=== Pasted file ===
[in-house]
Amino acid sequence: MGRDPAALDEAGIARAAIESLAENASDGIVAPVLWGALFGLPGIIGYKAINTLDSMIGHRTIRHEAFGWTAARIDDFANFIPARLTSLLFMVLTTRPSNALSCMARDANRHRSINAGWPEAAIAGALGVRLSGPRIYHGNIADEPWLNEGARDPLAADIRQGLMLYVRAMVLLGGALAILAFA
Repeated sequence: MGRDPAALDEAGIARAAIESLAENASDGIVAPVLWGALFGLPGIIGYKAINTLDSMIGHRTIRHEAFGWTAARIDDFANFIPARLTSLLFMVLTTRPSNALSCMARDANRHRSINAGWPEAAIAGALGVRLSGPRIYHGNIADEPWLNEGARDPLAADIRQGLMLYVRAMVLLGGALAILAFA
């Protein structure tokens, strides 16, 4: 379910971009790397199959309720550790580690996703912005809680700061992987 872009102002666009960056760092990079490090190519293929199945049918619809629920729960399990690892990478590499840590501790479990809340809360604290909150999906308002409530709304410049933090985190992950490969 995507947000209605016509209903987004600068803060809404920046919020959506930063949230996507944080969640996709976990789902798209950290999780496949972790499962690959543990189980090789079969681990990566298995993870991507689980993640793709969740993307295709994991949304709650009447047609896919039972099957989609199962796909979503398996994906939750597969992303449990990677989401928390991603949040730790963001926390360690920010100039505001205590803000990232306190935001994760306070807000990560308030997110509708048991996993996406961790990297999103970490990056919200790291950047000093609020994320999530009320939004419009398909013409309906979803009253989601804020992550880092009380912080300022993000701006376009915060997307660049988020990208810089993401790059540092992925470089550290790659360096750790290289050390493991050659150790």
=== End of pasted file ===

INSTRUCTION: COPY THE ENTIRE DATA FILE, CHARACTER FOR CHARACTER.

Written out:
[in-house]
Amino acid sequence: MGRDPAALDEAGIARAAIESLAENASDGIVAPVLWGALFGLPGIIGYKAINTLDSMIGHRTIRHEAFGWTAARIDDFANFIPARLTSLLFMVLTTRPSNALSCMARDANRHRSINAGWPEAAIAGALGVRLSGPRIYHGNIADEPWLNEGARDPLAADIRQGLMLYVRAMVLLGGALAILAFA
Repeated sequence: MGRDPAALDEAGIARAAIESLAENASDGIVAPVLWGALFGLPGIIGYKAINTLDSMIGHRTIRHEAFGWTAARIDDFANFIPARLTSLLFMVLTTRPSNALSCMARDANRHRSINAGWPEAAIAGALGVRLSGPRIYHGNIADEPWLNEGARDPLAADIRQGLMLYVRAMVLLGGALAILAFA
């Protein structure tokens, strides 16, 4: 379910971009790397199959309720550790580690996703912005809680700061992987 872009102002666009960056760092990079490090190519293929199945049918619809629920729960399990690892990478590499840590501790479990809340809360604290909150999906308002409530709304410049933090985190992950490969 995507947000209605016509209903987004600068803060809404920046919020959506930063949230996507944080969640996709976990789902798209950290999780496949972790499962690959543990189980090789079969681990990566298995993870991507689980993640793709969740993307295709994991949304709650009447047609896919039972099957989609199962796909979503398996994906939750597969992303449990990677989401928390991603949040730790963001926390360690920010100039505001205590803000990232306190935001994760306070807000990560308030997110509708048991996993996406961790990297999103970490990056919200790291950047000093609020994320999530009320939004419009398909013409309906979803009253989601804020992550880092009380912080300022993000701006376009915060997307660049988020990208810089993401790059540092992925470089550290790659360096750790290289050390493991050659150790």